Terrible news to wake up to. How any sane person can consider CSORA or similar laws to be “not punishment” and “rational”, etc. is beyond me. I am a resident of Pennsylvania, where the State Supreme Court ruled against retroactive application of Adam Walsh and consequently I was released from the registry. I have considered moving to Colorado but this is a strike against that decision. No way will I return to the registry and have to endure the humiliation, risk of attack by vigilantes, restrictions on where I can live and work, travel, etc., none of which is punishment according to our wise elders.

    • #75464 Reply


      I’m with H n H on this: When the MONEY for this entire BS Registry and Community Notification Crap gets to the point of being Critical to Maintain, then Legislators-State AND Federal-are going to have some tough choices to make. Add to that COVID-19 Round-Two coming up within the next two or three months, and a Presidential Election sure to be contested somehow and someway, and you’ve got a recipe for nothing but Trouble All The Way Around! Here’s a For-Instance: When Vaccination Time comes, look for these Knuckleheads to suddenly decide that ONLY People with NO Sex Offense Histories get a Vaccination Shot while WE still have to suffer! Never mind whatever Circuit Court may or may not hear this revisited in another two or three years. The Pharisee Politicians know or believe anyway that enough of Us could Die Off due to Corona 2.0, which is outright murder on their part. They’ll argue once more: ‘Hey, It’s not Punishment.’ And they’ve always got the Vigilantes to fall back on if nothing else. So it seems to me, that MONEY will drive their will to either keep this up or see it all Crash and Burn. I’m Betting on the Crash & Burn. THEN, we’ll see if they can Fund a Registry or anything at all!!

    • #75470 Reply

      Ed C

      You are right, Dustin. The next step would be to request reconsideration by the full court at the 10th Circuit. That normally does not happen unless there was an obvious flaw or conflict with existing binding precedent. Beyond that, the only recourse is the U.S. Supreme Court.

      The SC could grant certiorari to resolve a split between various circuits. However, that is itself a long shot. One problem is that the question has no bright line, but revolves around a matter of degree. When do registry requirements become so onerous that it tips the scale to legally constitute punishment? Three turns verses two turns of the thumb screws?

      Somebody had the idea that a wife or child could raise a lawsuit based on tangible collateral harm. That might be a workable approach if one could get past the question of standing. They would also be afforded more sympathy. This needs to be a worst-case situation. We need to find a family in a very oppressive state–like Florida– that became homeless due to the father’s registration causing a loss of income and/or due to residency restrictions. Also it is best if the registrant is on the registry for some “minor” sex crime long ago. I would contribute what I could to that legal approach.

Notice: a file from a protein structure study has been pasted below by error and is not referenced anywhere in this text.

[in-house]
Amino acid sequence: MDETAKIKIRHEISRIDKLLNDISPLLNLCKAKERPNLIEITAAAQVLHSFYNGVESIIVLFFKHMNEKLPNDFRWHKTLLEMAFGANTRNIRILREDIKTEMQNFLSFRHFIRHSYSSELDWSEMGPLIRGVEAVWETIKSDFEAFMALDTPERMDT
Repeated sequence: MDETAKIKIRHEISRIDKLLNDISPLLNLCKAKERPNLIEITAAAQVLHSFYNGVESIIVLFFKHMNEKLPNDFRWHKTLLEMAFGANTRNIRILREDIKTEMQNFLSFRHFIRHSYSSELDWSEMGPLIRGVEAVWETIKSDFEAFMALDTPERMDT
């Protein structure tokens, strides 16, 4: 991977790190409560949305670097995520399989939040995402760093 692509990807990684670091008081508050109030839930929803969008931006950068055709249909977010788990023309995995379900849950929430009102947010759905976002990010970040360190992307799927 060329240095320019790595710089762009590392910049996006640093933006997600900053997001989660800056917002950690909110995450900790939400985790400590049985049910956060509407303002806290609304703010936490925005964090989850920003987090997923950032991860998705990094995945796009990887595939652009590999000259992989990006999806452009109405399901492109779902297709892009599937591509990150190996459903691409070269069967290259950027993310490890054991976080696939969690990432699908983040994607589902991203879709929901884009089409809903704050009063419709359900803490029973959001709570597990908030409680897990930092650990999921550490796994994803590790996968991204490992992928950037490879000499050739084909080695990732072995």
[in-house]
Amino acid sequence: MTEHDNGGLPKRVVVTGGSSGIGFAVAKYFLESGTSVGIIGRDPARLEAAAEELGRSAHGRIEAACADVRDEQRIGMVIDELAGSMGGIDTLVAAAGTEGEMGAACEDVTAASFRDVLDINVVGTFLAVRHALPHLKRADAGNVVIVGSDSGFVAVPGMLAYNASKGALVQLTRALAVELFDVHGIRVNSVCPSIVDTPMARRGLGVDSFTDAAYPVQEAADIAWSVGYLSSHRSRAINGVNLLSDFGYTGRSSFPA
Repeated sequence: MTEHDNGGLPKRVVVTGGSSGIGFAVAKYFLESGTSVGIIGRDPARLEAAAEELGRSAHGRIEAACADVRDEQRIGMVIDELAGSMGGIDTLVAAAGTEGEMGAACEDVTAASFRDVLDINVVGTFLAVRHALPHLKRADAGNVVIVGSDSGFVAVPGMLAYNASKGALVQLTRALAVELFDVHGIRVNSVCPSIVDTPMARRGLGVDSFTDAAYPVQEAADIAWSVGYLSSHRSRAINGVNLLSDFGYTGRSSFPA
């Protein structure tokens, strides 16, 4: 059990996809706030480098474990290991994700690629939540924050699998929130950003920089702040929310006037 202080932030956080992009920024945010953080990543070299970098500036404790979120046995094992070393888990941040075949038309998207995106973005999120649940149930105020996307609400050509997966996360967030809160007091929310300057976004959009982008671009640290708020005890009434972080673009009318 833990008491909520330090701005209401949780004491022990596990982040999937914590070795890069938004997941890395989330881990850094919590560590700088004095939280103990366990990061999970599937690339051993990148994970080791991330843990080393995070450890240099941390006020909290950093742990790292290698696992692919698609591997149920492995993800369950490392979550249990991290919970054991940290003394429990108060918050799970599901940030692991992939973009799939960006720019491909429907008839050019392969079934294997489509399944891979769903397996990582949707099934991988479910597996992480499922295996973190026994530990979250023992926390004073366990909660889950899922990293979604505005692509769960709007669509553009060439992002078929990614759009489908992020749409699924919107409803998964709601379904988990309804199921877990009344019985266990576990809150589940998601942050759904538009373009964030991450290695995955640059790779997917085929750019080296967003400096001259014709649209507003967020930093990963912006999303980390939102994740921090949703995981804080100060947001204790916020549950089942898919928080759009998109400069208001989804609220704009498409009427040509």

• #75475 Reply



      An “en banc” review (entire bench, not just panel of three) reviewing it is an interesting thought before considering SCOTUS. I’d be up for that to give time to help settle SCOTUS because there could be a seat or two opening soon enough if one listens to the winds from WDC. It would certainly be an interesting guess as to the final decision and the impact it could have. (Would @Robin, et al, @NARSOL be willing to opine in this section on seeking “en banc” review of this decision before going to SCOTUS?)

      Speaking of SCOTUS, as mentioned, look up online and read this SCOTUSBlog posting about precedent, stare decisis, and justices sticking to their decisions…or not: Empirical SCOTUS: Precedent: Which justices practice what they preach (no link per website policy)

      I bring that up because Roberts would probably not want to hear Smith v Doe (AK 2003) being challenged again in this case and thus, votes “no” on hearing it; however, the politics of the court and our nation today needs to be considered in whether it is time to appeal there. The 90 day clock started yesterday (21 mos 2 days after oral arguments and nearly 3 years (31 Aug 2017) after Judge Matsch ruled.

    • #75477 Reply


      The government’s real job is maintaining the population. Giving in the light, and taking in the shadow. There is only so much food, water, and land. Starvation means losing control over the populace, so a balance must be maintained. If the populace rebels, the powerful lose control. Money itself is a rigged system, channeled outwardly to those who do their bidding, and taxed back to the source. Stay quiet, stay afraid, stay compliant, stay distracted, stay asleep, just don’t focus on the powerful, the ones pulling the strings, because they might lose control if you do. Don’t work together against the powerful, because they don’t want to lose power. The courts are those that put you in this situation, do you really think appealing to their good nature will change anything? You have been selected for systematic destruction.

      Rise up together, or die alone.

    • #75481 Reply


      Kennedy said this in the Packingham opinion “Of importance, the troubling fact that the law imposes severe restrictions on persons who already have served their sentence and are no longer subject to the supervision of the criminal justice system is also not an issue before the Court”

      It felt like Kennedy was trying to right a wrong from the McKune v Lyle before retiring.

      Alito, Thomas, and Roberts also ruled in favor of Packingham, but did not join the opinion because they thought it left the states “powerless to restrict even the most dangerous sexual predators.”